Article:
August 10, 2006 6:15 PM PDT
Liquid explosives threaten air travel
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In a series of public statements, government officials in London and Washington blamed the new restrictions on a terrorist plot to blow up transatlantic airliners, which has led to at least 24 arrests.
"The terrorists' aim was to smuggle explosives onto aeroplanes in hand luggage and to detonate these in flight," Paul Stephenson, Scotland Yard's deputy commissioner, told reporters.
Homeland Security Secretary Michael Chertoff added later in the day that the alleged plotters "planned to carry the components of the bombs, including liquid explosive ingredients and detonating devices, disguised as beverages, electronic devices or other common objects."
Liquid and gel explosives are hardly new, of course. Inventor and industrialist Alfred Nobel began manufacturing nitroglycerin in 1865 in the suburbs of Stockholm, Sweden, calling the explosive mixture by the brand name "blasting oil." Later, Nobel found that if nitroglycerin were diluted with nitrocellulose, it became a more stable, glutinous substance he dubbed "blasting gelatine."
Terrorists have used liquid explosives before, with mixed results.
Ramzi Yousef, who was involved in the 1993 World Trade Center bombing, concocted a plan a year later to attack 11 flights traveling from central Asia to the United States. The plot was uncovered in the Philippines in January 1995, two weeks before its execution date, after Yousef and others accidentally started a fire in their apartment and police showed up.
Before he was arrested, Yousef did a trial run with a lower-power bomb. He assembled it in the lavatory of a flight from Manila to Japan and left it on board after he departed on a connecting flight. The bomb exploded, but the Boeing 747 limped to an emergency landing with only one casualty.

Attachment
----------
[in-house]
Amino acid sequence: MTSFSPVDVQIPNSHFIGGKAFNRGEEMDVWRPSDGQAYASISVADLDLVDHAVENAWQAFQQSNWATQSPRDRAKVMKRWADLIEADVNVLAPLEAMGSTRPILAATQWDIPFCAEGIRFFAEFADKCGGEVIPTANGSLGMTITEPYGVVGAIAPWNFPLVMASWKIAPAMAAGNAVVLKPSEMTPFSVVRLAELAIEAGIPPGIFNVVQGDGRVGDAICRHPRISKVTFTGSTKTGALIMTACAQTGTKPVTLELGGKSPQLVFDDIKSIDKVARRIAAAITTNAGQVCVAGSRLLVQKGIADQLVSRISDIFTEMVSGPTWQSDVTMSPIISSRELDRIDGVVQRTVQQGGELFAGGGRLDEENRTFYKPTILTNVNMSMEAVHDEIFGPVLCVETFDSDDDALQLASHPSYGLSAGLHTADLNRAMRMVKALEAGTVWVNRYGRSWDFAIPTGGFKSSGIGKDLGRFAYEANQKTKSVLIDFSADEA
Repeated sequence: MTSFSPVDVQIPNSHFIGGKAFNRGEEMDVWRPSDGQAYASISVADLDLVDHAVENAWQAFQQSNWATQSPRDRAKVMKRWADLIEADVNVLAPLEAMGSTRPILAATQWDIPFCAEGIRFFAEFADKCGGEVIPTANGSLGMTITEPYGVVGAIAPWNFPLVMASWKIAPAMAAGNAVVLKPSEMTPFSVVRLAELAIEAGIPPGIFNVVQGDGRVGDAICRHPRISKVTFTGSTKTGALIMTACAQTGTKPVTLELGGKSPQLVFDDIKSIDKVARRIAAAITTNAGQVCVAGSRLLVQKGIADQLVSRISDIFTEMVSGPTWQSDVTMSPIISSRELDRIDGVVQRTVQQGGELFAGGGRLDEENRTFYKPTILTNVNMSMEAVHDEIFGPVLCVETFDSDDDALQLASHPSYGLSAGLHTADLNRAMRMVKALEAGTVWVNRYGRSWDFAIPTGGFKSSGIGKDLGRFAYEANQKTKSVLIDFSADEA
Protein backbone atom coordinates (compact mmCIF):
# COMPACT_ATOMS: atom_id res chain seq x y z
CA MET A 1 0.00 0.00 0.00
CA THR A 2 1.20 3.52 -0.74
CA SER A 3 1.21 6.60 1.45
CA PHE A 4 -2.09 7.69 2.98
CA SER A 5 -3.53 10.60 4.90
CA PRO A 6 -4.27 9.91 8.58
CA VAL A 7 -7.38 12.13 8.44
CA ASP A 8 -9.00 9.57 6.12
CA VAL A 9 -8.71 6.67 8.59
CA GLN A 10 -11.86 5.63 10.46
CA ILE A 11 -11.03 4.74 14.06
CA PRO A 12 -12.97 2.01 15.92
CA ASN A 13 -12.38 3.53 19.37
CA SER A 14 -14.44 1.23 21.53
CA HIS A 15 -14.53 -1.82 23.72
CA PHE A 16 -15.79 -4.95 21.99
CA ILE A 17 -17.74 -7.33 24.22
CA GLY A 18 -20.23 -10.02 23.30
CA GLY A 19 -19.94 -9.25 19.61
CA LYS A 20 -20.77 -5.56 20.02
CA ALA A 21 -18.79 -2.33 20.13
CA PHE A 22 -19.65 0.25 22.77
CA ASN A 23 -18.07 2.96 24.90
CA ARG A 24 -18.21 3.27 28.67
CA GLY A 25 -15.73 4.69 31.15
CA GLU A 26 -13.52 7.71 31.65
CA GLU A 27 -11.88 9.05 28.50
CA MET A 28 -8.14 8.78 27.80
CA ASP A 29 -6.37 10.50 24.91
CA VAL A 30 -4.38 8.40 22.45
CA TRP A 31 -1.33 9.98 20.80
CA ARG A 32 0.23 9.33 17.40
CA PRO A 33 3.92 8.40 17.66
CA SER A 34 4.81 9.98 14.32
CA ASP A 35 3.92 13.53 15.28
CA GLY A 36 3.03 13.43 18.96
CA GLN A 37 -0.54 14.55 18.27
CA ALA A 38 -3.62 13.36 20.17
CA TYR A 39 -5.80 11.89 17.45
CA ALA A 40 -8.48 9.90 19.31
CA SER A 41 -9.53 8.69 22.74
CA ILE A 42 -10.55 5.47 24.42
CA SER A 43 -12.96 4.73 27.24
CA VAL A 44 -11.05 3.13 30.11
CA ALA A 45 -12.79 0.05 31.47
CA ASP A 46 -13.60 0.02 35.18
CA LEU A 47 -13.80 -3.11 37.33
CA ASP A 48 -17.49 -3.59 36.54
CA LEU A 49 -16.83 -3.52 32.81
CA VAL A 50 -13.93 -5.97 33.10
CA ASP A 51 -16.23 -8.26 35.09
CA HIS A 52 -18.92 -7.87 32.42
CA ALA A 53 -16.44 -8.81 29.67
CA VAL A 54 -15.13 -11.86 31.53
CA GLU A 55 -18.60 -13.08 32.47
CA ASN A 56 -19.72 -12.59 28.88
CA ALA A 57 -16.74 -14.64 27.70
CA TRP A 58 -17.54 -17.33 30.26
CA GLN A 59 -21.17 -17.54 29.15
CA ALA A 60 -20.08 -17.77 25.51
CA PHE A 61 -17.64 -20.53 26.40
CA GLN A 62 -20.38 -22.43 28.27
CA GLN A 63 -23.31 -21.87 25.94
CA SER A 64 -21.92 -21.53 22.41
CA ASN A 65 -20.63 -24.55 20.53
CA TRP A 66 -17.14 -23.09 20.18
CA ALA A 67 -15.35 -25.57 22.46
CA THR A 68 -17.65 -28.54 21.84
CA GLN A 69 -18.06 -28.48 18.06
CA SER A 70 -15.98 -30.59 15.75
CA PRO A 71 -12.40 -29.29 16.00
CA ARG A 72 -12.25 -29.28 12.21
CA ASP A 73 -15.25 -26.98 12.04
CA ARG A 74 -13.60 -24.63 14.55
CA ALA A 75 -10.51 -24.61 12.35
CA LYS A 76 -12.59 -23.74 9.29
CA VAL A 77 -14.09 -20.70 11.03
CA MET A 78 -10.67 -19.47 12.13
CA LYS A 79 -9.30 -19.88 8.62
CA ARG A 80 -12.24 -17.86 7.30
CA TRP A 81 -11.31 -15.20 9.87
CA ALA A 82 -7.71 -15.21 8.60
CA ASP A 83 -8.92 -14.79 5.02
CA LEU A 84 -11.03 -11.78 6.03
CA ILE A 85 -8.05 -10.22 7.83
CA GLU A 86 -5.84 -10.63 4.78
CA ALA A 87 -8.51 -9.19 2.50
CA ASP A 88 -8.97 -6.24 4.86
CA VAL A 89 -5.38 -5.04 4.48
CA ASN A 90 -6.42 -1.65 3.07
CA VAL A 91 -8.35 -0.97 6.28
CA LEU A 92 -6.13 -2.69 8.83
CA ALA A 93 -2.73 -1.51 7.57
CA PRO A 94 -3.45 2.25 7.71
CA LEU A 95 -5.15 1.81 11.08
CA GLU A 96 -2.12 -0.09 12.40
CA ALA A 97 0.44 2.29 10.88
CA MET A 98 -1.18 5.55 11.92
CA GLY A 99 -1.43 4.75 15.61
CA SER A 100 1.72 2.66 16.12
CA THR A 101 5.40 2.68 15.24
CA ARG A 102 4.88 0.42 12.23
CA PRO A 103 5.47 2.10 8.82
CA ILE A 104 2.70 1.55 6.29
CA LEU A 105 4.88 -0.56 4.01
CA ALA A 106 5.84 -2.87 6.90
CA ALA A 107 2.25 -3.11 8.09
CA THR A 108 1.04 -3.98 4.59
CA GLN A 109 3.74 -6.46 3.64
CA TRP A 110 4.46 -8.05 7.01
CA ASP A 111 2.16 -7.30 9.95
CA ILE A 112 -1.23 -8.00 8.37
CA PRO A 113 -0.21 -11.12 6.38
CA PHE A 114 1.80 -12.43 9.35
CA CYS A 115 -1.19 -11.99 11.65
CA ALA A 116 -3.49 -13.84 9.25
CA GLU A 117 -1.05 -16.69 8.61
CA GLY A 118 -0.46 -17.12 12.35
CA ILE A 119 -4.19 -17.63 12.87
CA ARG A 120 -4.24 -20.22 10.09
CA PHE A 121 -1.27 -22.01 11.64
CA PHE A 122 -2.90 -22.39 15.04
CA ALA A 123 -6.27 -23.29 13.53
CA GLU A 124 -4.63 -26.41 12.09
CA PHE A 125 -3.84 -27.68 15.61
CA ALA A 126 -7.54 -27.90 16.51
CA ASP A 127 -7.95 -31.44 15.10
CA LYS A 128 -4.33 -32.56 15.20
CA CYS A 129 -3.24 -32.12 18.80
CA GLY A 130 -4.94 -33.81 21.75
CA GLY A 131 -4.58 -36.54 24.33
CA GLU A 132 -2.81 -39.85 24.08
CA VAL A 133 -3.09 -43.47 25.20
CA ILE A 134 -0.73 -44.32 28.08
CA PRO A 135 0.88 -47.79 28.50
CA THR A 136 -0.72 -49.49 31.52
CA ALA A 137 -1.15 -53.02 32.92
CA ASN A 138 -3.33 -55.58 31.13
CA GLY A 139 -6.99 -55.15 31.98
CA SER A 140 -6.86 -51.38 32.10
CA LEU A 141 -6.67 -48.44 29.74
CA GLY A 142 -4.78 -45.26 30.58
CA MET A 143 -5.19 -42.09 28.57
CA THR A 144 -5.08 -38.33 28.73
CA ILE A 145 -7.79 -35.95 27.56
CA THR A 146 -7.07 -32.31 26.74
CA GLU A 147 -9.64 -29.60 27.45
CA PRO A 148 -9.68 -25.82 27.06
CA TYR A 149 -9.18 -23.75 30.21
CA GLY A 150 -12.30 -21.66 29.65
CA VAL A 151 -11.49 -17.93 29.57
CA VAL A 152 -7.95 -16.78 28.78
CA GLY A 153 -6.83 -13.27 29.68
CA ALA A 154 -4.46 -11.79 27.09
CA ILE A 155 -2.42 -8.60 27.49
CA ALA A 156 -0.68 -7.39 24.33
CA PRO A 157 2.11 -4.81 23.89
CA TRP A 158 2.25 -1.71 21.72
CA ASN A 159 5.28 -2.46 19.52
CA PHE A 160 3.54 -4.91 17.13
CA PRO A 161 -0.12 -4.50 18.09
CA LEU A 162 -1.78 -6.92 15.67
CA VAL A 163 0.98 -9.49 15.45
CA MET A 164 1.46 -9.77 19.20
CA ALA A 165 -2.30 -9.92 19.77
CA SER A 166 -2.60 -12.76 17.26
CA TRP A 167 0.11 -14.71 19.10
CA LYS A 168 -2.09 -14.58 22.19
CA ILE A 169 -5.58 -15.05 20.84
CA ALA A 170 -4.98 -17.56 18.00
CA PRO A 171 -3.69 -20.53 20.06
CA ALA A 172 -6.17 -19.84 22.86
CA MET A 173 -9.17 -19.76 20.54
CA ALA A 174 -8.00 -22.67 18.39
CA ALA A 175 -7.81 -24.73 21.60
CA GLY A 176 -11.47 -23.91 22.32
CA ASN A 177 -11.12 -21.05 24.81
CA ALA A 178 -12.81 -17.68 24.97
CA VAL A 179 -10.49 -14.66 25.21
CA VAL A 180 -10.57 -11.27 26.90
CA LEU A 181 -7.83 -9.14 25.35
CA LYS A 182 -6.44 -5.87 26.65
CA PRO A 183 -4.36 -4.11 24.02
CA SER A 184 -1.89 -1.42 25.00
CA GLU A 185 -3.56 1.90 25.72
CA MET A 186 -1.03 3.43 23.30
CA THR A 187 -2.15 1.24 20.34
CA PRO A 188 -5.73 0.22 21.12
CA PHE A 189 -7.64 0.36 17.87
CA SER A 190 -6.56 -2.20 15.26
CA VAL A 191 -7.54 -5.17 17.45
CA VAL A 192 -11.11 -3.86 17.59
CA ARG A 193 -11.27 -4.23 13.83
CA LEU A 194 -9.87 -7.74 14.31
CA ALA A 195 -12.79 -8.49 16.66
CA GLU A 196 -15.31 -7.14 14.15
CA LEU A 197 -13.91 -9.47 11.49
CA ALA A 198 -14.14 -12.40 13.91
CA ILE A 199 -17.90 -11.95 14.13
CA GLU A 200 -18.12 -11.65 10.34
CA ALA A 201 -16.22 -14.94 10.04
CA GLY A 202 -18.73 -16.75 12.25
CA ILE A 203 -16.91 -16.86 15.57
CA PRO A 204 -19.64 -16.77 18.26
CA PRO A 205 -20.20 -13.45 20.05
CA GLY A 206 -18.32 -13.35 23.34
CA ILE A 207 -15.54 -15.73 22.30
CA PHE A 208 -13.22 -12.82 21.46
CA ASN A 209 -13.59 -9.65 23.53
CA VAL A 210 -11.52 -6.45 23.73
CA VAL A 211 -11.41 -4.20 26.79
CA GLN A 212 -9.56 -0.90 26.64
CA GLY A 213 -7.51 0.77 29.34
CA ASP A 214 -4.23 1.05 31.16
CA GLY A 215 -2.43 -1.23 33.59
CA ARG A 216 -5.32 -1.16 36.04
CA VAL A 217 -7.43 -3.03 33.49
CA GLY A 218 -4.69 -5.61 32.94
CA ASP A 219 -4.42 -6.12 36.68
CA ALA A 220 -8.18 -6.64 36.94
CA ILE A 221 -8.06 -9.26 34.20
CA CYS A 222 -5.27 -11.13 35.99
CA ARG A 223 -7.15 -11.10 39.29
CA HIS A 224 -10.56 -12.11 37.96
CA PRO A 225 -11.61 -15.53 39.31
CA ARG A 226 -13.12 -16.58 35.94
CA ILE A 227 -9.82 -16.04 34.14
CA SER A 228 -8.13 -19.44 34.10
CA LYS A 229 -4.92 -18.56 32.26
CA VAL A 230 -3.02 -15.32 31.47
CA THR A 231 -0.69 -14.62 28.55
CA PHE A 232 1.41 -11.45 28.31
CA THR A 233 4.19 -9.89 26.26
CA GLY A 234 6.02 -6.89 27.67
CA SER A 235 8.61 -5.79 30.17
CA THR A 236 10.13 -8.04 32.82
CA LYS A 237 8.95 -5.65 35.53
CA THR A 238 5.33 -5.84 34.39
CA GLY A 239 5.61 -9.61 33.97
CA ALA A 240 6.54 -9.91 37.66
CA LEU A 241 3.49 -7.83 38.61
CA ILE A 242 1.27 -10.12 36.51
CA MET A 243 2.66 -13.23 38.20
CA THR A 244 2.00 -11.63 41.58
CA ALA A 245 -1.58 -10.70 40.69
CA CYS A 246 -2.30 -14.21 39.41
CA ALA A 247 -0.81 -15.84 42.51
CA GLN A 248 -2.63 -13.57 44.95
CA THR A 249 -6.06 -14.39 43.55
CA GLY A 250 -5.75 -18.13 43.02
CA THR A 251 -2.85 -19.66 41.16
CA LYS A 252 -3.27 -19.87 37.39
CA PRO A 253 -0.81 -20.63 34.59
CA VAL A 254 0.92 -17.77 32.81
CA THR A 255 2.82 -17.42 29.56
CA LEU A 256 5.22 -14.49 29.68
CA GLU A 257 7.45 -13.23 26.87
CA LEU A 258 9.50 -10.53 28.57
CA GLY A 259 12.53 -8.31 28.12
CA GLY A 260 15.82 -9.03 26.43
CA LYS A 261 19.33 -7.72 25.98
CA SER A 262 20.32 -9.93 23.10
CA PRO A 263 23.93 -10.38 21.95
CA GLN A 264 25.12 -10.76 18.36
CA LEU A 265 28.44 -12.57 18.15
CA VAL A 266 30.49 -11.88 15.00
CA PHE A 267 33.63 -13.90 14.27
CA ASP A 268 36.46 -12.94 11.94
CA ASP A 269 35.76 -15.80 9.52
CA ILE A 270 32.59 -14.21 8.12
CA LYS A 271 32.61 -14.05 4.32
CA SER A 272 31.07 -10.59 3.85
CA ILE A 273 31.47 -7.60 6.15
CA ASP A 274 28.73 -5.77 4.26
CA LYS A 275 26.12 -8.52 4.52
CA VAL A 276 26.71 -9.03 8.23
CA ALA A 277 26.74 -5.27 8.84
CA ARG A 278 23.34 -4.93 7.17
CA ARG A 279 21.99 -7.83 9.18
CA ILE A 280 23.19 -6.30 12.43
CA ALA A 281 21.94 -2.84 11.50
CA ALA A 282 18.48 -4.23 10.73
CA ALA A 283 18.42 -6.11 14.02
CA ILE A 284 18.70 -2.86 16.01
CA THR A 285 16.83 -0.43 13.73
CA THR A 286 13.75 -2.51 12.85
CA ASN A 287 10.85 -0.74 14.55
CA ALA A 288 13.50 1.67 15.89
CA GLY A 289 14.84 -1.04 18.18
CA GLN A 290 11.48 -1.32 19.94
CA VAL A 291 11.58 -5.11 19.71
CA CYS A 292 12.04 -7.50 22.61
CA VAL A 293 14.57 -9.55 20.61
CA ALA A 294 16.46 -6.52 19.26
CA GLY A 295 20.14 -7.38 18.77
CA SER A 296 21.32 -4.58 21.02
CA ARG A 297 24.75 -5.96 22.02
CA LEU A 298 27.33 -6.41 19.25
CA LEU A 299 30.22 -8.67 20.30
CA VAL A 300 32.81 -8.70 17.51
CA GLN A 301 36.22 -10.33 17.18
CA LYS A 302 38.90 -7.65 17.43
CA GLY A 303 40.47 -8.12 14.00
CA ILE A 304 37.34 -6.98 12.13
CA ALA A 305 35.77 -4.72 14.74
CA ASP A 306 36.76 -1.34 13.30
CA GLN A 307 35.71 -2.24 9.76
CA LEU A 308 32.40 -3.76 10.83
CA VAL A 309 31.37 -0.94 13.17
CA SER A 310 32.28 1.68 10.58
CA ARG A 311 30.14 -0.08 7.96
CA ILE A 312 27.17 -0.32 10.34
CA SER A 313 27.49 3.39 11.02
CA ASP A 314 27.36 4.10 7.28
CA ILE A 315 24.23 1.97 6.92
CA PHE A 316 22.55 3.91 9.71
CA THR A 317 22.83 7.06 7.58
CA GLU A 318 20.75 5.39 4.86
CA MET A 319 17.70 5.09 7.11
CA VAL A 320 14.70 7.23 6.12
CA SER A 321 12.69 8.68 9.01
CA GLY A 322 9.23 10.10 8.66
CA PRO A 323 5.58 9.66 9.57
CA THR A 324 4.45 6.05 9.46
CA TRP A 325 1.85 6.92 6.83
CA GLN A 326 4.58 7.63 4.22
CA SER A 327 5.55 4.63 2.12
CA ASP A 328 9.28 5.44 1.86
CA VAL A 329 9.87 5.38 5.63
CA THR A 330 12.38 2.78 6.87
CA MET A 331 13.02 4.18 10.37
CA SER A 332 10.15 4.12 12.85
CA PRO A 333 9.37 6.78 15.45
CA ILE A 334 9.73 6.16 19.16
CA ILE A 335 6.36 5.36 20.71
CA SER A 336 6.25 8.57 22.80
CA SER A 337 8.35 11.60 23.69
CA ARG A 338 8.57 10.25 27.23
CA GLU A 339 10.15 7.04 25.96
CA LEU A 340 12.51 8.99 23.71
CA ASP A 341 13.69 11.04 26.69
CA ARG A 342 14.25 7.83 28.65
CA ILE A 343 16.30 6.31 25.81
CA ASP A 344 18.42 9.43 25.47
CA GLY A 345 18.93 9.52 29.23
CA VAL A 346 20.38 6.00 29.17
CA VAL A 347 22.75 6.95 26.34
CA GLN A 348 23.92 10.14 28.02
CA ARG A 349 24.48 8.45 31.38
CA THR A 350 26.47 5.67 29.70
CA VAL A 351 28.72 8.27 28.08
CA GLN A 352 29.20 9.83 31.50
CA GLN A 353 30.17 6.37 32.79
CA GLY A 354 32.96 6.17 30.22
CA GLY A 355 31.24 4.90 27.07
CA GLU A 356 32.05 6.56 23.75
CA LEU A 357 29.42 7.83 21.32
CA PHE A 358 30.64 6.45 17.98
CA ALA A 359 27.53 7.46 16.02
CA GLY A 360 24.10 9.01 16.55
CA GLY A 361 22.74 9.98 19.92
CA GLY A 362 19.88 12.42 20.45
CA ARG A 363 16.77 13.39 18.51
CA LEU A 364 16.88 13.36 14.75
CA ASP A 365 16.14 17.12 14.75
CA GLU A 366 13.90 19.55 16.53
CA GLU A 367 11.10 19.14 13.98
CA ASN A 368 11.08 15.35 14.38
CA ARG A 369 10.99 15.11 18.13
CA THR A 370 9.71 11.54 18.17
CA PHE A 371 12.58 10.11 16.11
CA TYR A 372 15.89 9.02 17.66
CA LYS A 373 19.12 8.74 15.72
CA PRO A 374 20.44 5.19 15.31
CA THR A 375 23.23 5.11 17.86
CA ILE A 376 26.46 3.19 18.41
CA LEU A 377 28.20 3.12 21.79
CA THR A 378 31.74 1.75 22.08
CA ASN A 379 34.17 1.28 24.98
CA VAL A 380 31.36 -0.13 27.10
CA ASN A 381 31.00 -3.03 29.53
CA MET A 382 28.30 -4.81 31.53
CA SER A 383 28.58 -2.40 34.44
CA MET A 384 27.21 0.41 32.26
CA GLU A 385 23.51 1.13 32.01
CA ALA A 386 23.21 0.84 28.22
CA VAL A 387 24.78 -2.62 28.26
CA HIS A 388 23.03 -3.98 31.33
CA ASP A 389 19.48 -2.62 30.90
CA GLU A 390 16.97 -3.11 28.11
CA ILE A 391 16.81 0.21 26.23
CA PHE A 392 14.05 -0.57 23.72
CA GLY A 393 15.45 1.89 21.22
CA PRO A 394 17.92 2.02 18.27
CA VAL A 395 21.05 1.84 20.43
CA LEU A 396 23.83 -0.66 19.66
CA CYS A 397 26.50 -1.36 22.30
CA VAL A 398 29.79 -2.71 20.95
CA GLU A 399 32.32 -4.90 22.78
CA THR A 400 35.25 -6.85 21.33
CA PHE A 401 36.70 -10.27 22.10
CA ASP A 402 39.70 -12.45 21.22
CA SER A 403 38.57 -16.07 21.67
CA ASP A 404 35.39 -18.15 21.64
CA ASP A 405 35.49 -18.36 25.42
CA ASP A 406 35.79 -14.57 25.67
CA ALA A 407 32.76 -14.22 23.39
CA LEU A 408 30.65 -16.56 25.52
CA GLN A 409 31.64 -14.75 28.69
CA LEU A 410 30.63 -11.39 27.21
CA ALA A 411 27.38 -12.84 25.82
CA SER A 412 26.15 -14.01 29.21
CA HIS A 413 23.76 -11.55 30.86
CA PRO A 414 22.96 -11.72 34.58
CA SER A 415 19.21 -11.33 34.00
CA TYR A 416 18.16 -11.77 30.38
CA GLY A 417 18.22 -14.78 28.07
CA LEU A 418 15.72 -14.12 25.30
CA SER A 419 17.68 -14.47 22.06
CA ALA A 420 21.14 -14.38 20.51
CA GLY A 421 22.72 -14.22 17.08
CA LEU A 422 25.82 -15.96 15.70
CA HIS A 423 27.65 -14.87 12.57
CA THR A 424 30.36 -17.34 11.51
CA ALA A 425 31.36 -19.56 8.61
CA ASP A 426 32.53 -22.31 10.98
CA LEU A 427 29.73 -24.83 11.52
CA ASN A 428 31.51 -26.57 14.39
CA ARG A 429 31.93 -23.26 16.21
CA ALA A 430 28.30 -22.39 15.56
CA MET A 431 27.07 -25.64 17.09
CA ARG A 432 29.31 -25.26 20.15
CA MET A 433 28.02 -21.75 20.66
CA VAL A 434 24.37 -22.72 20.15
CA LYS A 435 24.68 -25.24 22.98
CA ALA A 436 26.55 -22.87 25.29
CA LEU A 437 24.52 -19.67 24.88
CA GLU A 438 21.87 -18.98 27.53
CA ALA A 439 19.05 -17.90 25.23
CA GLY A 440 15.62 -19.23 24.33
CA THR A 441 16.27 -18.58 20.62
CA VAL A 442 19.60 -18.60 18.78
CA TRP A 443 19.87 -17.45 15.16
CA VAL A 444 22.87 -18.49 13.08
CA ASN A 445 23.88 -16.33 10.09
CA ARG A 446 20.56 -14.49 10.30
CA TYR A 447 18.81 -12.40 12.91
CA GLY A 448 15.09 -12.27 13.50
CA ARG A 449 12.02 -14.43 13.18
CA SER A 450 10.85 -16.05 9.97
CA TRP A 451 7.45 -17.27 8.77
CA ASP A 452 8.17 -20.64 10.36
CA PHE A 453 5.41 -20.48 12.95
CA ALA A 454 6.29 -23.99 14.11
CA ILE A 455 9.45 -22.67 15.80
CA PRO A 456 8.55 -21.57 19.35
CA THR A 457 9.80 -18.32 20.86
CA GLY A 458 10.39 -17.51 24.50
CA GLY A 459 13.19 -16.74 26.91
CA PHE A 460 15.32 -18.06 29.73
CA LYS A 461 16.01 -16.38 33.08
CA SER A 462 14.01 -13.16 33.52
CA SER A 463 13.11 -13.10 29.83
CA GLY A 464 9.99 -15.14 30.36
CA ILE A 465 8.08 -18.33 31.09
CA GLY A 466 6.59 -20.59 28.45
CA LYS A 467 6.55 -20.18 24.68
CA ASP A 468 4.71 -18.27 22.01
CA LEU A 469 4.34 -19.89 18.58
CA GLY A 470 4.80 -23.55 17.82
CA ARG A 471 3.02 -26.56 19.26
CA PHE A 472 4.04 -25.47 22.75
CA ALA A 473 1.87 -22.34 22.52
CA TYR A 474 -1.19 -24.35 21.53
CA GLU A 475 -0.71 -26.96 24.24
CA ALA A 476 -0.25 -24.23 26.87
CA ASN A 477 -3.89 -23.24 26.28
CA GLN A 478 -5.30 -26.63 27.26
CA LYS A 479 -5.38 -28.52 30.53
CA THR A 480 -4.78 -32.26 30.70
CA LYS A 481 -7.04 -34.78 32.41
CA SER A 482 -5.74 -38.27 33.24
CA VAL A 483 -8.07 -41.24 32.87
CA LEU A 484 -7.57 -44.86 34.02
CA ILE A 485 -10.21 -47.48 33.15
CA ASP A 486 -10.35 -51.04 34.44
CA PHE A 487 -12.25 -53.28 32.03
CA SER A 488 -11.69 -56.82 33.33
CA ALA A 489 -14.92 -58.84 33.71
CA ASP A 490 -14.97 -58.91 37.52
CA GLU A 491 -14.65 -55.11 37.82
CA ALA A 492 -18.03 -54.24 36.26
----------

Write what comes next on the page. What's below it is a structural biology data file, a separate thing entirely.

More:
Documents found on Yousef's computer that emerged during his trial (Click here for PDF) showed that the plotters had filled bottles of contact lens solution with nitroglycerin and planned to use Casio digital watches as the timers, coupled with two 9-volt batteries in the bomb as a power source. The 9/11 Commission's report said Yousef also had prepared dolls wearing clothes containing nitrocellulose, an explosive compound.
That kind of stealth explosive seems to be what provoked the dramatic reactions by Homeland Security and other officials on Thursday. Some reports said the plotters would conceal their peroxide-based explosives in a sports drink and detonate it with a disposable camera's flash. Others said, however, that the bomb would be "detonated by using heat or friction."
"Travelers are going to be inconvenienced as a result of the steps we've taken," President Bush said while traveling in Wisconsin. "I urge their patience and ask them to be vigilant. The inconvenience...occurs because we will take the steps necessary to protect the American people."
Air travelers flying inside the U.S. are still permitted to bring laptops and electronic devices as carry-on items, though both U.K. and U.S. passengers were generally prohibited from bringing liquids or gels into the passenger cabin.
Nitroglycerin may be one of the easier liquid explosives to create in a rudimentary laboratory, but it's not the only one that could be employed by bomb makers. Other candidates are nitromethane (sometimes used as a cleaning solvent), dithekite, nitroethane, and methyl nitrate (derived from nitric acid). Fixor is a commercial two-component explosive, based on a flammable liquid that's designed to replace plastic explosives, but one which requires a detonator cap.
Saboteurs are believed to have used liquid explosives smuggled on board in a bottle of alcohol to attack Korean Air flight 858 in 1987. The bomb, apparently left on board by passengers who deplaned, killed 115 people and has been attributed to North Korean agents.
Because conventional X-ray machines used at airport security checkpoints can't reliably differentiate between innocuous beverages and liquid explosives, the explosives are difficult to detect.
A report last year from Congress' research arm says that chemical traces often can be detected through screening devices at airports that use puffs of air to dislodge debris, but warned that the "portals" already in use at some airports are expensive and slow.
In addition, the report said, "novel explosive materials will probably not be detected by these systems." Also, if a bomber takes proper precautions, such as carefully sealing containers and not wearing contaminated clothes, those screening devices may not help.
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